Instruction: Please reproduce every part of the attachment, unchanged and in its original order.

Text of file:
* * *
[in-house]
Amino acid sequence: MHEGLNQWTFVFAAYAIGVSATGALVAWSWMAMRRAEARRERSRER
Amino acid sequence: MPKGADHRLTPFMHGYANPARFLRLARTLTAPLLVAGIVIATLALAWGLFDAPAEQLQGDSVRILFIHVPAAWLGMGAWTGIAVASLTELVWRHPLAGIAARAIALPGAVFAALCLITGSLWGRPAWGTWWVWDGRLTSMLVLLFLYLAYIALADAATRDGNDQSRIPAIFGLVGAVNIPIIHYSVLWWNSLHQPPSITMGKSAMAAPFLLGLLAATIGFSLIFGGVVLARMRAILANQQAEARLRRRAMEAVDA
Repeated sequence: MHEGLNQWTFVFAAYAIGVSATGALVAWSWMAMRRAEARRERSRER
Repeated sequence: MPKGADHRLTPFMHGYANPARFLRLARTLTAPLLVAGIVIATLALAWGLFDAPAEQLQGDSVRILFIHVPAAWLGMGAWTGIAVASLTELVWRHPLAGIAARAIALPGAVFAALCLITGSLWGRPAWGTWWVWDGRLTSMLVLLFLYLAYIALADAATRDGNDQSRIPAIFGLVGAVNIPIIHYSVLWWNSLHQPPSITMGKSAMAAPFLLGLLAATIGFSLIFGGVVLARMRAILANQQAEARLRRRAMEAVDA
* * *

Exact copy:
[in-house]
Amino acid sequence: MHEGLNQWTFVFAAYAIGVSATGALVAWSWMAMRRAEARRERSRER
Amino acid sequence: MPKGADHRLTPFMHGYANPARFLRLARTLTAPLLVAGIVIATLALAWGLFDAPAEQLQGDSVRILFIHVPAAWLGMGAWTGIAVASLTELVWRHPLAGIAARAIALPGAVFAALCLITGSLWGRPAWGTWWVWDGRLTSMLVLLFLYLAYIALADAATRDGNDQSRIPAIFGLVGAVNIPIIHYSVLWWNSLHQPPSITMGKSAMAAPFLLGLLAATIGFSLIFGGVVLARMRAILANQQAEARLRRRAMEAVDA
Repeated sequence: MHEGLNQWTFVFAAYAIGVSATGALVAWSWMAMRRAEARRERSRER
Repeated sequence: MPKGADHRLTPFMHGYANPARFLRLARTLTAPLLVAGIVIATLALAWGLFDAPAEQLQGDSVRILFIHVPAAWLGMGAWTGIAVASLTELVWRHPLAGIAARAIALPGAVFAALCLITGSLWGRPAWGTWWVWDGRLTSMLVLLFLYLAYIALADAATRDGNDQSRIPAIFGLVGAVNIPIIHYSVLWWNSLHQPPSITMGKSAMAAPFLLGLLAATIGFSLIFGGVVLARMRAILANQQAEARLRRRAMEAVDA